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Diversity’s Role in the Presidential Race, Housing Policy

After former Housing and Urban Development Secretary Julián Castro and Sen. Cory Booker dropped out of the presidential race, there are currently just two non-white candidates in the race for the Democratic nomination. According to Curbed [1], the lack of non-white candidates in the current race, save Andrew Yang and Rep. Tulsi Gabbard (neither of whom qualified for the most recent debate), will have an impact on addressing housing issues unique to minority communities.

Curbed particularly notes the departure of Castro. With the most inside knowledge regarding the housing crisis and issues related to vacancy and homelessness, Curbed notes that Castro was the most vocal candidate about housing issues.

Meanwhile, Kamala Harris was able to bring her perspective on racially-focused topics such as bussing and her personal experiences.

However, in the recent debate void of Castro, there was little talk of housing, though most candidates have released their potential presidential housing plans. Most of the proposed plans, researchers at the Urban Institute note, are largely on the right track with their proposals to address the housing shortage.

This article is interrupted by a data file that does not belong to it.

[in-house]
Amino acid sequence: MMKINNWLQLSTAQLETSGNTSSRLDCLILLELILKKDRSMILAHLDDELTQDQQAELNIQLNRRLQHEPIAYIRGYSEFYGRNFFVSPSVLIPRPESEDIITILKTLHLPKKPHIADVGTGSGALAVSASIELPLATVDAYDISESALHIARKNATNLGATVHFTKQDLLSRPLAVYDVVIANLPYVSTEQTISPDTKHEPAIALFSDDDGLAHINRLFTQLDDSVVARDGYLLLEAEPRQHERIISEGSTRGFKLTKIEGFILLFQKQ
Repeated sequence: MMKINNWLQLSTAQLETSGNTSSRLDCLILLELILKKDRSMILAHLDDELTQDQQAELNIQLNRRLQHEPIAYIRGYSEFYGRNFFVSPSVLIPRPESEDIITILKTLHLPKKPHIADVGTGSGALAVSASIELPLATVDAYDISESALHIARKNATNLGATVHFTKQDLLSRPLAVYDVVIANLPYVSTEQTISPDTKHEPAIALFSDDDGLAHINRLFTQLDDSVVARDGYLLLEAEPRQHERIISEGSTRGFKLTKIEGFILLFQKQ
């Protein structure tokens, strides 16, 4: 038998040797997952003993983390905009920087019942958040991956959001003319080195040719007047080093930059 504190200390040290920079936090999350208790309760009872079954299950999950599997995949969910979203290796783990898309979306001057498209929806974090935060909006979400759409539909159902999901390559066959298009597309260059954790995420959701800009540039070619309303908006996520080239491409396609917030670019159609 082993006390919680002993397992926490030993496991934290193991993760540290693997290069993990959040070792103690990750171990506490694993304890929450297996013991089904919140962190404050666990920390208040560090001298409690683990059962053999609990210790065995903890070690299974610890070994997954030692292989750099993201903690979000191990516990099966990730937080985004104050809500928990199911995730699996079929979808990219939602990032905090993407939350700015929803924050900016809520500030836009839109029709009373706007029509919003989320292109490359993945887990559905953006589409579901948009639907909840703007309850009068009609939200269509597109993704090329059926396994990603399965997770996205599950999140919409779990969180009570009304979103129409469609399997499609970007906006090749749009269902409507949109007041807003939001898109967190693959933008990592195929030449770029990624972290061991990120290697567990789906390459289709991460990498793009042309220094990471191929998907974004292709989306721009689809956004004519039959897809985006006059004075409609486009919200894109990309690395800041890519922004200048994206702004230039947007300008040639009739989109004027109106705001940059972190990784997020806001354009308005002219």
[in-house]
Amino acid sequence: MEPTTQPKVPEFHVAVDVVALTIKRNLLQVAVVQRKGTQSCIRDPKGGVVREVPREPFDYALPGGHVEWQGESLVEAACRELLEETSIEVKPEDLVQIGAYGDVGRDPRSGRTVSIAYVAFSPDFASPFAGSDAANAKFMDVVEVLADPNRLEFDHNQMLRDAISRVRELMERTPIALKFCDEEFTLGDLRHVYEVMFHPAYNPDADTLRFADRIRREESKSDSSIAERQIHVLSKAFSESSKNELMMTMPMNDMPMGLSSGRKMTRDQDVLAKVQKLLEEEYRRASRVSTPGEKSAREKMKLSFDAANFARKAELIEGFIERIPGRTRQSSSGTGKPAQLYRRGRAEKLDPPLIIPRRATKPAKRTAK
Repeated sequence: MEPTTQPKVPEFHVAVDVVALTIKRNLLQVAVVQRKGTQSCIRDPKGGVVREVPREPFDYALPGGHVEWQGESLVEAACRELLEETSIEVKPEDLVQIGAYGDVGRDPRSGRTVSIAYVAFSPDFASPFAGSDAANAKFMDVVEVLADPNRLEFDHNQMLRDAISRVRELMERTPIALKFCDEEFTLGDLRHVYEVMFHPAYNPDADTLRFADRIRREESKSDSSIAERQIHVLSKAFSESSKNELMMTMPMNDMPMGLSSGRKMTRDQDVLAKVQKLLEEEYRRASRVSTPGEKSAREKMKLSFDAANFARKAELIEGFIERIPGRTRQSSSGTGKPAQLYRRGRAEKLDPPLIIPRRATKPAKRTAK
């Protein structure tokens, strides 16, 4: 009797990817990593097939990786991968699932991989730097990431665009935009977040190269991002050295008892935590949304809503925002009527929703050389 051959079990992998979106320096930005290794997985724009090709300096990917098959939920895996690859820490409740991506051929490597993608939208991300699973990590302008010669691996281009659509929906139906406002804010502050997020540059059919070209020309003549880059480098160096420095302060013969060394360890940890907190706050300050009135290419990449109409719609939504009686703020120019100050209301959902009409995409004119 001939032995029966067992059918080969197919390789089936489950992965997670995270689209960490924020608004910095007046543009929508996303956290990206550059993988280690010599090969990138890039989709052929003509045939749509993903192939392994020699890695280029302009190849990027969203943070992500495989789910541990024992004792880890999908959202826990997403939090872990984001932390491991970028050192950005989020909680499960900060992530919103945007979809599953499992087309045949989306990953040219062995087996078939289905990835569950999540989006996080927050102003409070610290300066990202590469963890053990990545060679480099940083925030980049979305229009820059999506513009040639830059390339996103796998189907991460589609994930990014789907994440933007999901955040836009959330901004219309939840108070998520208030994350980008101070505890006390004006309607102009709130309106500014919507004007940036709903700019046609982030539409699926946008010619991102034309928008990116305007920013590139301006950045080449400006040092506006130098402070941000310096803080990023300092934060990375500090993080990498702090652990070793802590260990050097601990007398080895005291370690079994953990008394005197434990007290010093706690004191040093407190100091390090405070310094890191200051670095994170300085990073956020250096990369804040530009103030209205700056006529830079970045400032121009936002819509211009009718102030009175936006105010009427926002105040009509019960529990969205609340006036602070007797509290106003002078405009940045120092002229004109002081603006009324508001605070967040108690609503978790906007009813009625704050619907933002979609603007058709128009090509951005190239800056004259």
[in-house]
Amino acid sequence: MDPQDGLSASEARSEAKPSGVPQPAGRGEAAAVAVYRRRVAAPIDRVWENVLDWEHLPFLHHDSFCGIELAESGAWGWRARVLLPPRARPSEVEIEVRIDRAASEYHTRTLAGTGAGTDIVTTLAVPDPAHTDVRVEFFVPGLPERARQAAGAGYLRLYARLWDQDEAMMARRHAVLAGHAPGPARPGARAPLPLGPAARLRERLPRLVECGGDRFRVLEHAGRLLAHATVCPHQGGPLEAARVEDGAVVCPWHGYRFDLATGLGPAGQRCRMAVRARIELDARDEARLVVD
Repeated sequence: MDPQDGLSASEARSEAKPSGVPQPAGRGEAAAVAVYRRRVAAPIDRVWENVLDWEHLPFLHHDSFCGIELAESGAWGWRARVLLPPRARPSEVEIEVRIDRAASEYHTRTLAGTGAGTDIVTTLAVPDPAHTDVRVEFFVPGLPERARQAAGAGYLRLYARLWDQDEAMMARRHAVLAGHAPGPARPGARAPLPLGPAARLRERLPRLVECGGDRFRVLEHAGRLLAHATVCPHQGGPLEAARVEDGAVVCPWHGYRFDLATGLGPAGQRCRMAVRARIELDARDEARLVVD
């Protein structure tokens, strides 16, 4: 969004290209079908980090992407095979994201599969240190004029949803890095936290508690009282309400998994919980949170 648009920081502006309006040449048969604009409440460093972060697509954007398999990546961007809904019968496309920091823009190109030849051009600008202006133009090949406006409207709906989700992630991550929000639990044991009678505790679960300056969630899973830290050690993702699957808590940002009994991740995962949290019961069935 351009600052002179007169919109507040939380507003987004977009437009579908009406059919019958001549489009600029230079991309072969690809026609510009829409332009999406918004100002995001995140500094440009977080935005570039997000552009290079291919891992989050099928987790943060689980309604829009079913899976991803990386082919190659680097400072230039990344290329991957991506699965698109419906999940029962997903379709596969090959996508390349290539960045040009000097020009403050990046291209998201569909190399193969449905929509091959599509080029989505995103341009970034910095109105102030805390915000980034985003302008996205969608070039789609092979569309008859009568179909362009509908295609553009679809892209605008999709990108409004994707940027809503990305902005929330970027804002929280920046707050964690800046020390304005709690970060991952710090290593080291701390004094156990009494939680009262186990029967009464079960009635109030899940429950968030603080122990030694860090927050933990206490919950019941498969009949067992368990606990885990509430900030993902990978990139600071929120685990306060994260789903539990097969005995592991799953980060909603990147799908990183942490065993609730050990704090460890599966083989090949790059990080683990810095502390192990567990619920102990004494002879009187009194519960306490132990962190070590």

“The solutions proposed by Democratic presidential candidates are an acknowledgment of the single largest problem our housing market faces today: lack of supply,” said Karan Kaul and John Walsh of the Urban Institute in a blog.

During his run, Senator Cory Booker unveiled a plan to address housing affordability challenges [2]. Sen. Booker reportedly modeled his plan for renters' credit on legislation he recently introduced.

CNN reported that while this plan "is similar to a plan by his 2020 rival Sen. Kamala Harris, a California Democrat who has centered her own housing policy on a subsidy for low-income renters," his plan goes further by introducing "sweeping changes to restrictive zoning laws, coupled with federal incentives to build more affordable housing."

With these candidates out of the race, and the debate stage “occupied by white candidates,” Curbed states that “we lose perspectives that can start to root out how all these issues of health care, climate change, and wealth inequality are really about fixing our housing policy in the end.”